Our Story

Our service Philosophy

Coral Lodge originally opened in 2010 and in April 2017 became under new ownership and management. One of the key promises of the Coral Lodge management team is the highly personalised and ‘anything is possible’ mind-set of service delivered by the lodge's fifty team members, including our new butler service and resident tailor! The lodge team is drawn from the local village community of Cabaceira Pequena (little head!). We consider that nothing is too much trouble at any time for our guests.

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Our Team

The Coral Lodge family

Meet Filipa and Ricardo Freitas - our Portuguese lodge management couple. Ricardo comes from a well known restaurant family in Leiria and studied at the Estoril hotel school. Ricardo has a passion for cooking and gastronomy. Filipa graduated in social education and met Ricardo working in the hotel restaurant business. They relocated to Africa to begin their own restaurant and managing a guest house in Nacala. Filipa and Ricardo have been responsible for the management of the lodge and the team. Their real ‘Africa adventure’ began in January 2014 with Coral Lodge!

“We were young and ambitious people willing to work, experience new cultures and learn” Filipa recalls. At a personal level, two years ago we adopted a street child called Alito, he is fourteen years old and has been living with us for two years. Without a doubt it has been the best thing that has happened to us. We have adapted very easily into this culture and feel very welcome.We love living in Africa” she adds.

Nearly all of the team members are from the local community in Cabaceira pequena, and they really enjoy working with them and feel completely at home and love getting to know new people. Filipa and Ricardo will be at the lodge to welcome you.

CABACEIRA GRANDE AND PEQUENA

The Local Community

The communities nearest Coral Lodge are Cabaceira Grande and Cabaceira Pequena. The names of these villages come from the Portuguese word “cabaceira” which means “head”; “grande” which means “big” and “pequena” which means “small”. These villages were founded by Bantu immigrants who settled here between 200-300 A.D. Between 900-1500 A.D. the Bantu people came in contact with Arab traders. They started trading products and the two cultures mingled through intermarriage.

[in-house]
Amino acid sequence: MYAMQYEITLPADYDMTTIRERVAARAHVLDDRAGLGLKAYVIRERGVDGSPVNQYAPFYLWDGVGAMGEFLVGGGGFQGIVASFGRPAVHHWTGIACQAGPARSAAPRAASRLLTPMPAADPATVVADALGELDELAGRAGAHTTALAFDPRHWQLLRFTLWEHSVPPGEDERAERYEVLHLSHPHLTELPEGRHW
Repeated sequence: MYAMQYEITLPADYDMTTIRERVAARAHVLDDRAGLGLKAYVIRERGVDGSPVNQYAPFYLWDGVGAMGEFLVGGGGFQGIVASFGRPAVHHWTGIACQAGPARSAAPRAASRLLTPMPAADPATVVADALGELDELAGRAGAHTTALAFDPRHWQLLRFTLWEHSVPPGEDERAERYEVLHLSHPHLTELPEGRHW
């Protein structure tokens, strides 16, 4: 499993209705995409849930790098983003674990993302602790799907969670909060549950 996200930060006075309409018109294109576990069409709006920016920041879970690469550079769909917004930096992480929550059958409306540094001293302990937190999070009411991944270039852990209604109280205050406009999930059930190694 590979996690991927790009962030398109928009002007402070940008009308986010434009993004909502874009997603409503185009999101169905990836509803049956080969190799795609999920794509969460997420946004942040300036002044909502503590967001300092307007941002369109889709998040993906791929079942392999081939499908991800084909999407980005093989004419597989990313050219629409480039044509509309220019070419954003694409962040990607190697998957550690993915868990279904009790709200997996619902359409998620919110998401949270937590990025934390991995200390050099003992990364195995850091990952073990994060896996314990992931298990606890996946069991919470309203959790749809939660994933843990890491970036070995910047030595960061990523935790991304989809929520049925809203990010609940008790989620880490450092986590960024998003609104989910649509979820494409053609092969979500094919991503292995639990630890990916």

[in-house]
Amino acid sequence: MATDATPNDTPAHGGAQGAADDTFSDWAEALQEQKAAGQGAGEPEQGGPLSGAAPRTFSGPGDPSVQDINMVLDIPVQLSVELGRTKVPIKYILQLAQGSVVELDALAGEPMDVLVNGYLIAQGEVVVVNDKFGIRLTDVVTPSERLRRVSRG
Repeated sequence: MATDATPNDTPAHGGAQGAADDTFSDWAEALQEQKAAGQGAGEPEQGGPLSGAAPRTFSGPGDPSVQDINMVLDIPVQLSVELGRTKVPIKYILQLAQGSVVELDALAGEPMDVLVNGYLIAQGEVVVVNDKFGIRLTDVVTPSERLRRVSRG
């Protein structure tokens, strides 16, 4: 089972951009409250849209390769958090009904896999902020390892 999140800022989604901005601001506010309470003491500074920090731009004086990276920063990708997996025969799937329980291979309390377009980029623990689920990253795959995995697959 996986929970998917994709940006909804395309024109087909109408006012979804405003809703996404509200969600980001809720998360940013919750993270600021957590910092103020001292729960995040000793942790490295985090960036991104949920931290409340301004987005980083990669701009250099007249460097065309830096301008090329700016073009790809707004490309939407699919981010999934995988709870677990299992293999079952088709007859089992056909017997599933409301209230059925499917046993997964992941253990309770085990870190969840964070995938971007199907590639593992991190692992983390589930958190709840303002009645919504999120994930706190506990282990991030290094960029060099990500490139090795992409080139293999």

The villages are populated by the Macua people. The Macua culture is the main and most influential culture in Mozambique and is characterised by worshiping their ancestors and the diversity and richness of their traditional beliefs, food, dress, entertainment activities and language which varies from region to region.

Their remote location means the inhabitants of these two villages have lived in isolation for many centuries. This isolation has sheltered them from the civil war on the one hand, which ended in 1991. On the other hand, they remain underdeveloped in terms of schooling and medical services.

The children greet visitors with the word ‘acunya’, which means ‘white’. The inhabitants are not used to seeing white people, so they will be very enthusiastic.

In the village, one can find the grave of chief Mussa am biek. It is said that when the great Portuguese explorer and navigator Vasco da Gama, who was the first European to sail around Africa, met the chief there was a misunderstanding. Vasco da Gama didn’t understand the man’s name, and instead thought that the country was called ‘Mussa am Biek’. That is what the Portuguese called it until later the new territory became “Mozambique”.

Once an Arabic trading centre, a 1786 census registered over 19,000 people (Arabs, Indians and Portuguese) living and trading with the Cabaceiras. It was thriving market place where one man’s unhappy fate made another man’s fortune: slaves, gold and ivory were stocked and traded.

The primary school in Cabaceira was founded by the Portuguese around the 17th century. The school has 350 pupils aged 4-21. In the morning, the younger children have school; in the afternoon the older children study.

Around 99 percent of the habitants in Cabaceira are Muslims. This small village has four mosques, each with its own rules and customs. Muslims pray four times a day, when they don’t have to work.

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